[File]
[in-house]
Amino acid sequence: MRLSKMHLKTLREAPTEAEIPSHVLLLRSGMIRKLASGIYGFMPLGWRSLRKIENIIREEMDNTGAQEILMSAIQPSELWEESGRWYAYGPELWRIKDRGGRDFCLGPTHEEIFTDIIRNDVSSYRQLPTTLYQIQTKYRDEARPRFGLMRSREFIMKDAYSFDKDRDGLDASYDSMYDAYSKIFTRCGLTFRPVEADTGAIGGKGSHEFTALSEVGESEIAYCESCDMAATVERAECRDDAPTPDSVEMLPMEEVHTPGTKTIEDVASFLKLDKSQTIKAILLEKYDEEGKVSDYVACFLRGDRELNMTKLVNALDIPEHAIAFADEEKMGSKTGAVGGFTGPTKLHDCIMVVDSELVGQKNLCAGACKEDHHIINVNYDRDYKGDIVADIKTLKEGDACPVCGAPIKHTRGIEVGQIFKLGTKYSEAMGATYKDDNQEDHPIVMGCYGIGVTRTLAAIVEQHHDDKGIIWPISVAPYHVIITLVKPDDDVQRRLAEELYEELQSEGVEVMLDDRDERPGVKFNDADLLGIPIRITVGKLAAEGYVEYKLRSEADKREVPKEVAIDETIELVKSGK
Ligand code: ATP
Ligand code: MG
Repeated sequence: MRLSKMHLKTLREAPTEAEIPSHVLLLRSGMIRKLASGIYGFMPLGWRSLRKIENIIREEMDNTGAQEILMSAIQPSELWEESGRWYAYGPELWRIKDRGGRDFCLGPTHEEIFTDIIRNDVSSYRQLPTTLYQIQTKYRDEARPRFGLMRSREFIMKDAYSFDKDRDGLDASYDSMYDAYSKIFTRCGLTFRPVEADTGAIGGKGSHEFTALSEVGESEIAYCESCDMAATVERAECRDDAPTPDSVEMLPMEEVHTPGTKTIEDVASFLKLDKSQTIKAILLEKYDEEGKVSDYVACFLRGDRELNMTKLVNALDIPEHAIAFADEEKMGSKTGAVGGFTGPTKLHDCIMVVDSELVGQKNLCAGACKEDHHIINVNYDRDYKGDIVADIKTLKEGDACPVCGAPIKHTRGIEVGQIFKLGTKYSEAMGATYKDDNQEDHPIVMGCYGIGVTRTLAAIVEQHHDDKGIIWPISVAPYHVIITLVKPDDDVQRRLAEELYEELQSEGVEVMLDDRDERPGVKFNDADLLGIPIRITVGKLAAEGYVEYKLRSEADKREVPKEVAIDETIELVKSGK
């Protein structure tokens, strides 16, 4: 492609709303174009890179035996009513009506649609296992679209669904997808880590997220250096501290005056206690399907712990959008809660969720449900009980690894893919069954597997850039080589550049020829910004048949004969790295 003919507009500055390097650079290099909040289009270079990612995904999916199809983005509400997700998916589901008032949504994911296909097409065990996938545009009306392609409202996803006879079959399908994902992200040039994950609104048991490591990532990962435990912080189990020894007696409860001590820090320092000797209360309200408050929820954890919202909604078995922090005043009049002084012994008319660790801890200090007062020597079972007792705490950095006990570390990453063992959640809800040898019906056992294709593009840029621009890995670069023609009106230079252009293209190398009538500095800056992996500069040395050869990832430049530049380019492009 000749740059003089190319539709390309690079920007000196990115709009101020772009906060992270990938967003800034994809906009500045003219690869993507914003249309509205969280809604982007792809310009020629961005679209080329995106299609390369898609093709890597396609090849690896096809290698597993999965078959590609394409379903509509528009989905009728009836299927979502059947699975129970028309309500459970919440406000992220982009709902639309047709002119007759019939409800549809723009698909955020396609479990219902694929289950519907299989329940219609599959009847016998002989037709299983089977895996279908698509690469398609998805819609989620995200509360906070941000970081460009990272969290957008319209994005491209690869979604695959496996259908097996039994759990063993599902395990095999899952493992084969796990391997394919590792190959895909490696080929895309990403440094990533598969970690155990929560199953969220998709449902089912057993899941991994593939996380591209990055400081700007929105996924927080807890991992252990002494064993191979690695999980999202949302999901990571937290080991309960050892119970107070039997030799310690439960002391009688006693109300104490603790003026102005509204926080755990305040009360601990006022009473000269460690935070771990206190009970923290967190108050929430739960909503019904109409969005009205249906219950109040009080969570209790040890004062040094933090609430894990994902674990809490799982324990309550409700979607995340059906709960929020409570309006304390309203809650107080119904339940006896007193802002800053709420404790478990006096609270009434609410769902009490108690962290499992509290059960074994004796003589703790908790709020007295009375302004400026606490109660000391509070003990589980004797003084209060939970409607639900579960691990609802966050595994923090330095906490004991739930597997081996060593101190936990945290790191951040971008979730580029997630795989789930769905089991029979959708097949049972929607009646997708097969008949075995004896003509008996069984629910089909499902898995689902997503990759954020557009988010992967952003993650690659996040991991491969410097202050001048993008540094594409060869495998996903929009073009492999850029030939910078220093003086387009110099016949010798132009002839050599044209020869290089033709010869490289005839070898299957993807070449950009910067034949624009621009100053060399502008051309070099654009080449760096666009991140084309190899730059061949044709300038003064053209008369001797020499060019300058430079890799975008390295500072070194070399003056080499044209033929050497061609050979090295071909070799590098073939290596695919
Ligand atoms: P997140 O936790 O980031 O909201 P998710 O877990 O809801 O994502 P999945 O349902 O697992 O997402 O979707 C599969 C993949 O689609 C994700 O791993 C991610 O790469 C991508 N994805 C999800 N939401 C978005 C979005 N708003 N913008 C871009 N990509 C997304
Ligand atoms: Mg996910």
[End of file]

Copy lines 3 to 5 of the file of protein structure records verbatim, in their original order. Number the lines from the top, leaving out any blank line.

Ligand code: ATP
Ligand code: MG
Repeated sequence: MRLSKMHLKTLREAPTEAEIPSHVLLLRSGMIRKLASGIYGFMPLGWRSLRKIENIIREEMDNTGAQEILMSAIQPSELWEESGRWYAYGPELWRIKDRGGRDFCLGPTHEEIFTDIIRNDVSSYRQLPTTLYQIQTKYRDEARPRFGLMRSREFIMKDAYSFDKDRDGLDASYDSMYDAYSKIFTRCGLTFRPVEADTGAIGGKGSHEFTALSEVGESEIAYCESCDMAATVERAECRDDAPTPDSVEMLPMEEVHTPGTKTIEDVASFLKLDKSQTIKAILLEKYDEEGKVSDYVACFLRGDRELNMTKLVNALDIPEHAIAFADEEKMGSKTGAVGGFTGPTKLHDCIMVVDSELVGQKNLCAGACKEDHHIINVNYDRDYKGDIVADIKTLKEGDACPVCGAPIKHTRGIEVGQIFKLGTKYSEAMGATYKDDNQEDHPIVMGCYGIGVTRTLAAIVEQHHDDKGIIWPISVAPYHVIITLVKPDDDVQRRLAEELYEELQSEGVEVMLDDRDERPGVKFNDADLLGIPIRITVGKLAAEGYVEYKLRSEADKREVPKEVAIDETIELVKSGK